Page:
Restyled for 2017, Hyundai Santa Fe looks sharper than before. The three-row Santa Fe features three rows of seating and is longer than the Santa Fe Sport. As in the past, Hyundai delivers good value with the sizable Santa Fe.
The 2017 Hyundai Santa Fe gets new bumpers, and the cabin has been upgraded a bit. A rearview camera has been made standard on all 2017 Santa Fe models. Also new is the 2017 Santa Fe Limited Ultimate trim level.
Two seating configurations are offered, split by trim level. Lower-cost Santa Fe SE and Santa Fe SE Ultimate trim levels contain a second-row bench, for seven-passenger seating. Stepping up toward opulence, Santa Fe Limited and Limited Ultimate editions get a six-passenger layout, making use of captain’s chairs in the second row. Cargo space excels with either passenger configuration, though space in the third row is limited, compared to that of its competitors.
All Hyundai Santa Fe models come with the same 3.3-liter V6 engine and 6-speed automatic transmission. The Dodge Durango and Honda Pilot use 8- or 9-speed transmissions, but the Santa Fe’s automatic is competent and capable. Developing 290 horsepower, the engine is shared with Hyundai’s Azera sedan, but retuned here to produce low-end torque more suitable for a crossover SUV.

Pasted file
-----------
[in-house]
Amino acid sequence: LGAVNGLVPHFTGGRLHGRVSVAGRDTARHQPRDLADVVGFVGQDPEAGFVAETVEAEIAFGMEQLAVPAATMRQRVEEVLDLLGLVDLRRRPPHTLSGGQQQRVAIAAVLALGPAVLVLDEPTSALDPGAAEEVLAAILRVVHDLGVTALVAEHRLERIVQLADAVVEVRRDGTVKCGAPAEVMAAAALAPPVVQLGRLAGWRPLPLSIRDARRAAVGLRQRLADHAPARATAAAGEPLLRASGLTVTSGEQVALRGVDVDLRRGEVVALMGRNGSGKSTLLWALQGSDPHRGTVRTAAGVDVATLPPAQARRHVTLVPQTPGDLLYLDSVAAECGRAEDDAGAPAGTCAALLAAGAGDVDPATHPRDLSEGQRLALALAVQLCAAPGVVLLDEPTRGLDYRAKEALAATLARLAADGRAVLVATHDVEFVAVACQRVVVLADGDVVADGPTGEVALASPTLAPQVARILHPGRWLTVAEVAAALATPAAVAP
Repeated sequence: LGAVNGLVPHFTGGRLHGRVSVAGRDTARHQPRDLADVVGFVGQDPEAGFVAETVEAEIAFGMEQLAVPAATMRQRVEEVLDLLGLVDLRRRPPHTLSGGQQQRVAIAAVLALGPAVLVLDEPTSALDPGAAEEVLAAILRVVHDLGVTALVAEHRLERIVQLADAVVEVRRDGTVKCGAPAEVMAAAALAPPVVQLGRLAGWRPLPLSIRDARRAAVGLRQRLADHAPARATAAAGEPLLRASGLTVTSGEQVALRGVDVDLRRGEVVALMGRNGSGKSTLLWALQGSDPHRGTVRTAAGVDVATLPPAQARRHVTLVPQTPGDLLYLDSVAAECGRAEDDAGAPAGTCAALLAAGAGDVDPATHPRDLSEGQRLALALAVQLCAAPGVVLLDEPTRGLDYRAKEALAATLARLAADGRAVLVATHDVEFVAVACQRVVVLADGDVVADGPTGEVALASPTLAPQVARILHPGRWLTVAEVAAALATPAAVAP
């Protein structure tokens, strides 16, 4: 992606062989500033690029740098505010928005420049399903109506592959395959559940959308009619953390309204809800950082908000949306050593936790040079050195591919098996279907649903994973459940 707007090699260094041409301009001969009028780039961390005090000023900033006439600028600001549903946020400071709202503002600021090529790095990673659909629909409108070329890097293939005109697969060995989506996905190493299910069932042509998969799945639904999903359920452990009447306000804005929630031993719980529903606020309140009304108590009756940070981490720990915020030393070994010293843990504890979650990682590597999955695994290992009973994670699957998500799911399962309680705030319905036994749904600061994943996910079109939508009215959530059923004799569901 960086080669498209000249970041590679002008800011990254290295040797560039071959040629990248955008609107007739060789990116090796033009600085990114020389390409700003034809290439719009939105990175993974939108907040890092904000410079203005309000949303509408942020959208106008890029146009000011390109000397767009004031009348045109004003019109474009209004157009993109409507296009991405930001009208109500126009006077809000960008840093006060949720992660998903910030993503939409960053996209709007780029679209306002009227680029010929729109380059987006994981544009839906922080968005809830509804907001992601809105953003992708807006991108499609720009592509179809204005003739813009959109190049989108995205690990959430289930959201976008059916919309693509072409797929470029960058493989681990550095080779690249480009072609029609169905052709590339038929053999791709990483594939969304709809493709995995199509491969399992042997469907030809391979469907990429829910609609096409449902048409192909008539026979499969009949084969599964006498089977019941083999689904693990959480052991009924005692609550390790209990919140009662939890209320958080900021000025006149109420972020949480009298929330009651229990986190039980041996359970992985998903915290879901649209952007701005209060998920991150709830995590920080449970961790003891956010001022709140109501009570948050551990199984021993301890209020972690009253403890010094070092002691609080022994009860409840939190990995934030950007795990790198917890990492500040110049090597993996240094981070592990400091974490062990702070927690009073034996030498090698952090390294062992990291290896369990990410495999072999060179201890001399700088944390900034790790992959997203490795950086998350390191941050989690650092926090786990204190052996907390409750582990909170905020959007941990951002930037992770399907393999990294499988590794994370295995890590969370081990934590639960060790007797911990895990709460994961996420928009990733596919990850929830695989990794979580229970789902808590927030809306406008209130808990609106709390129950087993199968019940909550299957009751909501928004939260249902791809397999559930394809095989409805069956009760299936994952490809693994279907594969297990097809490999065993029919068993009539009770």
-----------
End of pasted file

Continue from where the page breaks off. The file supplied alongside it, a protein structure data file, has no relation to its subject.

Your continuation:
Front-wheel drive and all-wheel drive are available, and the latter exacts only a slight penalty in terms of fuel economy. A Santa Fe weighs around two tons and can tow 5,000 pounds. Standard wheels are 18-inch, but Ultimate versions get 19-inch tires.
Viewed from the driver’s seat, the dimensional advantage of the three-row Santa Fe over the smaller Santa Fe Sport crossover is clearly evident. Most Santa Fe versions have a power driver’s seat. Heated front seating and a power passenger seat can be added as options.
The National Highway Traffic Safety Administration has not crash-tested the Santa Fe, though Hyundai anticipates a five-star overall score. In crash-testing by the Insurance Institute for Highway Safety, the 2017 Santa Fe earned mostly Good ratings, for both side-impact and moderate-overlap frontal collisions. The 2016 model suffered a troubling Marginal score on the small-overlap crash-test.
Hyundai Santa Fe SE ($30,800) comes with stain-resistant cloth seating, second-row bench, 12-way power driver’s seat, dual automatic climate control, rearview camera, automatic headlights, Blue Link connectivity, satellite radio, and 18-inch alloy wheels. (All prices are MSRP and do not include destination charge.)
All-wheel drive ($1,750) is available on all trim levels. Front-wheel drive is standard.
Santa Fe Limited ($34,950) adds leather seating surfaces with second-row captain’s chairs, electro-luminescent gauges, blind-spot detection, rear cross-traffic alert, and lane-change assist. Santa Fe SE Ultimate ($38,700) has rear parking sensors, surround-view cameras, heated/ventilated front seats, a power passenger seat, 8-inch touchscreen, panoramic sunroof, hands-free liftgate, and 19-inch wheels. Limited Ultimate ($39,400) is similar to SE Ultimate, but with second-row captain’s chairs instead of the bench.
Despite measuring 8.5 inches longer than the Santa Fe Sport crossover, built on a 110.2-inch wheelbase, Hyundai’s biggest SUV is actually smaller than some direct rivals. Updated styling, particularly including the new front and rear bumpers, gives the 2017 Santa Fe a closer resemblance to the other Hyundai SUVs.